Written by michaeleriksson

September 9, 2016 at 12:11 am

Opinion and the wish to be well-behaved (brav sein)

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Preamble: The “be well-behaved” of the title is an approximate translation of the German “brav sein”. As this translation does not quite catch the concept I try to pin-point, a brief explanation: “Brav sein” is a phrase usually applied to children or pets, either as an imperative (“Sei brav!”–“Behave yourself!”/“Be nice!”) or a complimentary description (“Ein braves Kind.”–“A well-behaved child.”), in many ways being the opposite of the out-dated English “wicked child”. The child who is “brav” is rewarded; the one who is not is punished. While the decision about what is “brav” is often highly arbitrary, an implication of morality is still often involved (but “brav” and “moral” are not the same)—and the implication of approval or disapproval from the “powers that be” (adults/humans) is central. Somewhat similar concepts are reflected in the English cognates “bravo” and (in one meaning) “brave”.

Looking back at my own teenager years, I see an occasional tendency of wanting to have the “brav” opinion—not an opinion that had convinced me through facts and arguments, but one that was the “enlightened” opinion to have, the one that was “expected” of those who were not barbarians. (Causing the odd moment of cognitive dissonance, because the “brav” opinion and the facts often clashed—nowadays, I have learned to go where the facts and arguments point.) Over the years, I have seen many signs that this kind of thinking applies to a very significant part of even the adult population—and almost all teenagers and children. Paradoxically, there are some signs that those of above-average intelligence are actually more easily snared than the below average. (Possibly, through often being more conformant in school and being used to seeing “brav” behaviour rewarded, or because they have a greater exposure to “brav” ideas, e.g. through newspapers.)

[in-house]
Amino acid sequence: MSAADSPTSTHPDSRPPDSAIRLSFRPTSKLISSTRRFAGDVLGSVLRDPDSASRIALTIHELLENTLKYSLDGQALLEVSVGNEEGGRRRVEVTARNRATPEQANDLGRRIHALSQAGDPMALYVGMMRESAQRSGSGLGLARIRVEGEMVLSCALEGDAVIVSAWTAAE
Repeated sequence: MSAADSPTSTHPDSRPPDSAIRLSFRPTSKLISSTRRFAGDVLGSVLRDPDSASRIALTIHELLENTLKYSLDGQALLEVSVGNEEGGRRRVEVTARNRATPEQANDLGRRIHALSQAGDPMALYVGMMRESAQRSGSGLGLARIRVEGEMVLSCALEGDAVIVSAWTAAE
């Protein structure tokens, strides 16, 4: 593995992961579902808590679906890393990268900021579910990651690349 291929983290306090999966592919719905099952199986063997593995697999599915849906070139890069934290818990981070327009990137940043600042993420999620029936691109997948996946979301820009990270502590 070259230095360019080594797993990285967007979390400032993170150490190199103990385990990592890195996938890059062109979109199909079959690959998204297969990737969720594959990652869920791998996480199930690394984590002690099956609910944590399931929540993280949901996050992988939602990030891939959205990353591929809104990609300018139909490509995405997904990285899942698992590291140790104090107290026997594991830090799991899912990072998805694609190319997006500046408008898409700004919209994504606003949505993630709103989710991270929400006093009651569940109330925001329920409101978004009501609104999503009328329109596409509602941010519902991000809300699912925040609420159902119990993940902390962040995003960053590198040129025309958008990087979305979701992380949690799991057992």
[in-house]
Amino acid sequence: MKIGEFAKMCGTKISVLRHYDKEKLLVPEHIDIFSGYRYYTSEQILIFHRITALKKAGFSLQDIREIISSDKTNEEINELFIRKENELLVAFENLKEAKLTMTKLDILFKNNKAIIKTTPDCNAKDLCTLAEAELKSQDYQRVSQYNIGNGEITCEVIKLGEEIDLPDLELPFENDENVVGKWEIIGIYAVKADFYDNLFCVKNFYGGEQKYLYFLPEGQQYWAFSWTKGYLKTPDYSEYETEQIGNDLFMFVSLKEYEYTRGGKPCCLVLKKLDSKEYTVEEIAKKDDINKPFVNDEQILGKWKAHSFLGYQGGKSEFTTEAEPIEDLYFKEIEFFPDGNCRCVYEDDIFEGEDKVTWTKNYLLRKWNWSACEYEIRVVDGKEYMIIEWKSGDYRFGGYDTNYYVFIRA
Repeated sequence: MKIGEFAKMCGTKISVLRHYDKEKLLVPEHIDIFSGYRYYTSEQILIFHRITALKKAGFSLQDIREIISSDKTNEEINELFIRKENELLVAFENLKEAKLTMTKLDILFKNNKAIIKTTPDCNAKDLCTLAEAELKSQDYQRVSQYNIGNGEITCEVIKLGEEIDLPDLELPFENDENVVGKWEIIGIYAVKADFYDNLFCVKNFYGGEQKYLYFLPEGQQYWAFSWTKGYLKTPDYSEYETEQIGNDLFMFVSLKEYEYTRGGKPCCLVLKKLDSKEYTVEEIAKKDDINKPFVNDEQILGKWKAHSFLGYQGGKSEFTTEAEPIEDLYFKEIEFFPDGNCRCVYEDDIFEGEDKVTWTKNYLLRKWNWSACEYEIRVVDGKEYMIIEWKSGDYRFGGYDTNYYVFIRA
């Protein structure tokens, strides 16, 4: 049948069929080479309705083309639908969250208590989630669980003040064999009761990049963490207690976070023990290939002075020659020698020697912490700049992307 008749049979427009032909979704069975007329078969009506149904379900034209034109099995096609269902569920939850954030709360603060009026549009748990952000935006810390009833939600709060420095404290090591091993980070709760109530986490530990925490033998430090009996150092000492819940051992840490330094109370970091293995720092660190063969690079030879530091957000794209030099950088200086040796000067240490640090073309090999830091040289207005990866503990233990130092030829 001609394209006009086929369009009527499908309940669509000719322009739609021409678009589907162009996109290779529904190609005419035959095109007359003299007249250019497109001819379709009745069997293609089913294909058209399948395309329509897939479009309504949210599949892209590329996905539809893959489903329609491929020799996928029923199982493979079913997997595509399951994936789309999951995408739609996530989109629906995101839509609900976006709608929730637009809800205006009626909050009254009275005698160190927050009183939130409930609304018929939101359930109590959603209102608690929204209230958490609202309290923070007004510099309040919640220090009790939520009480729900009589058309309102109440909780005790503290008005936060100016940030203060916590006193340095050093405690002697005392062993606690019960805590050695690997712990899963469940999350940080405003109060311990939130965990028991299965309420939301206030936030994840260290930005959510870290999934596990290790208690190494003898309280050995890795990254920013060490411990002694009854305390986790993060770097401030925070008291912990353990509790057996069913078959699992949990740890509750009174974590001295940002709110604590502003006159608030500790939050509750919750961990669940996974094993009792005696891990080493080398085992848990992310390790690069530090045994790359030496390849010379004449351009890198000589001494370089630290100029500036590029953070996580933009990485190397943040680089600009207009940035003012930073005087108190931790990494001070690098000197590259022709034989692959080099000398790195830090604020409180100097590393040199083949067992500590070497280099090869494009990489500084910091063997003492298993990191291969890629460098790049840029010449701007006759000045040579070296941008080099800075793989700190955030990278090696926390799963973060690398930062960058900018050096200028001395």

The politically correct are possibly the example. This manifests e.g. in not merely abandoning old prejudice but to actually err in the other direction, or in the belief that the world conforms to what it “should” be, that we do live in “the best of worlds”. Conversely, when someone questions the “truth”, even with scientific support, he is denounced as “wicked” (respectively, “racist”, “sexist”, whatnot). Consider e.g the events around Lawrence Summers.